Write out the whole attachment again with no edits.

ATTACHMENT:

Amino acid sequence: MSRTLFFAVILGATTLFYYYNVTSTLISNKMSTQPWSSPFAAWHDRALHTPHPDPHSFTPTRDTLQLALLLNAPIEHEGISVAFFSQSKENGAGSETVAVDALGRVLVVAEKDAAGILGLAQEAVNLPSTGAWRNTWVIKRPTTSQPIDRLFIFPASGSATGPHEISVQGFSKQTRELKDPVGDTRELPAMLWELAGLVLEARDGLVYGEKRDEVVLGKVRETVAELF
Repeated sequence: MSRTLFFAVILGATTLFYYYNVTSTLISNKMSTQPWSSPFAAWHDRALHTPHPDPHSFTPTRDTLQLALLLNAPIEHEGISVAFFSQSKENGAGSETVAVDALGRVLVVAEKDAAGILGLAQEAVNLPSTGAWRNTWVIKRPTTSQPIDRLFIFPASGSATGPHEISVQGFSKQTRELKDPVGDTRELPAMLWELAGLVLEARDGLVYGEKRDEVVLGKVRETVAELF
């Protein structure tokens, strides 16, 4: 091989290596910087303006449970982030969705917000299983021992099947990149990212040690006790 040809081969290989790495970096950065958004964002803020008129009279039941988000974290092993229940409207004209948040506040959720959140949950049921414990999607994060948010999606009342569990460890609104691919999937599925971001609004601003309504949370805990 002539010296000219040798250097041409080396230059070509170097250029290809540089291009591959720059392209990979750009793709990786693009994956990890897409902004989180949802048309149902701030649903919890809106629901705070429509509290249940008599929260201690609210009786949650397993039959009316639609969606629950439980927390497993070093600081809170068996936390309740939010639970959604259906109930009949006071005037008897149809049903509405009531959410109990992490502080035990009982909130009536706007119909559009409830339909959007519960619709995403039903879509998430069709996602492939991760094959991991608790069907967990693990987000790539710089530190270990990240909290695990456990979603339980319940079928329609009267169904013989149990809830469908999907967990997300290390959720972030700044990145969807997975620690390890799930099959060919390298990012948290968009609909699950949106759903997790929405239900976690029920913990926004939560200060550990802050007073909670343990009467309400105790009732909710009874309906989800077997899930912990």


Amino acid sequence: MSRTLFFAVILGATTLFYYYNVTSTLISNKMSTQPWSSPFAAWHDRALHTPHPDPHSFTPTRDTLQLALLLNAPIEHEGISVAFFSQSKENGAGSETVAVDALGRVLVVAEKDAAGILGLAQEAVNLPSTGAWRNTWVIKRPTTSQPIDRLFIFPASGSATGPHEISVQGFSKQTRELKDPVGDTRELPAMLWELAGLVLEARDGLVYGEKRDEVVLGKVRETVAELF
Repeated sequence: MSRTLFFAVILGATTLFYYYNVTSTLISNKMSTQPWSSPFAAWHDRALHTPHPDPHSFTPTRDTLQLALLLNAPIEHEGISVAFFSQSKENGAGSETVAVDALGRVLVVAEKDAAGILGLAQEAVNLPSTGAWRNTWVIKRPTTSQPIDRLFIFPASGSATGPHEISVQGFSKQTRELKDPVGDTRELPAMLWELAGLVLEARDGLVYGEKRDEVVLGKVRETVAELF
């Protein structure tokens, strides 16, 4: 091989290596910087303006449970982030969705917000299983021992099947990149990212040690006790 040809081969290989790495970096950065958004964002803020008129009279039941988000974290092993229940409207004209948040506040959720959140949950049921414990999607994060948010999606009342569990460890609104691919999937599925971001609004601003309504949370805990 002539010296000219040798250097041409080396230059070509170097250029290809540089291009591959720059392209990979750009793709990786693009994956990890897409902004989180949802048309149902701030649903919890809106629901705070429509509290249940008599929260201690609210009786949650397993039959009316639609969606629950439980927390497993070093600081809170068996936390309740939010639970959604259906109930009949006071005037008897149809049903509405009531959410109990992490502080035990009982909130009536706007119909559009409830339909959007519960619709995403039903879509998430069709996602492939991760094959991991608790069907967990693990987000790539710089530190270990990240909290695990456990979603339980319940079928329609009267169904013989149990809830469908999907967990997300290390959720972030700044990145969807997975620690390890799930099959060919390298990012948290968009609909699950949106759903997790929405239900976690029920913990926004939560200060550990802050007073909670343990009467309400105790009732909710009874309906989800077997899930912990």